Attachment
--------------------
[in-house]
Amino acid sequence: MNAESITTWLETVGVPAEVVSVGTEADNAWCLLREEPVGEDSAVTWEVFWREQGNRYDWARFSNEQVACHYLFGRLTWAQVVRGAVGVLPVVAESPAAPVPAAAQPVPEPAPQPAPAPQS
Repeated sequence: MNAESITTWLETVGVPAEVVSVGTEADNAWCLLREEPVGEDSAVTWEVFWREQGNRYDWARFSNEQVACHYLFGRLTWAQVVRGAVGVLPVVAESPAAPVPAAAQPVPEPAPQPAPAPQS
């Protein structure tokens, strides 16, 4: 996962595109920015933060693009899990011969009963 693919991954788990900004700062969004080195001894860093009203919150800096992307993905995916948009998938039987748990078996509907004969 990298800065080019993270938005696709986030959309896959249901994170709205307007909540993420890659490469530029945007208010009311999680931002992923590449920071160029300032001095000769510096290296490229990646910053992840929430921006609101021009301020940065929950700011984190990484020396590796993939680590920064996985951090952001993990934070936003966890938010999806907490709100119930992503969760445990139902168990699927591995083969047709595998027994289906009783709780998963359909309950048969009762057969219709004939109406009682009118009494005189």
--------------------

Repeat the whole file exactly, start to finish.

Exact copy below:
[in-house]
Amino acid sequence: MNAESITTWLETVGVPAEVVSVGTEADNAWCLLREEPVGEDSAVTWEVFWREQGNRYDWARFSNEQVACHYLFGRLTWAQVVRGAVGVLPVVAESPAAPVPAAAQPVPEPAPQPAPAPQS
Repeated sequence: MNAESITTWLETVGVPAEVVSVGTEADNAWCLLREEPVGEDSAVTWEVFWREQGNRYDWARFSNEQVACHYLFGRLTWAQVVRGAVGVLPVVAESPAAPVPAAAQPVPEPAPQPAPAPQS
């Protein structure tokens, strides 16, 4: 996962595109920015933060693009899990011969009963 693919991954788990900004700062969004080195001894860093009203919150800096992307993905995916948009998938039987748990078996509907004969 990298800065080019993270938005696709986030959309896959249901994170709205307007909540993420890659490469530029945007208010009311999680931002992923590449920071160029300032001095000769510096290296490229990646910053992840929430921006609101021009301020940065929950700011984190990484020396590796993939680590920064996985951090952001993990934070936003966890938010999806907490709100119930992503969760445990139902168990699927591995083969047709595998027994289906009783709780998963359909309950048969009762057969219709004939109406009682009118009494005189």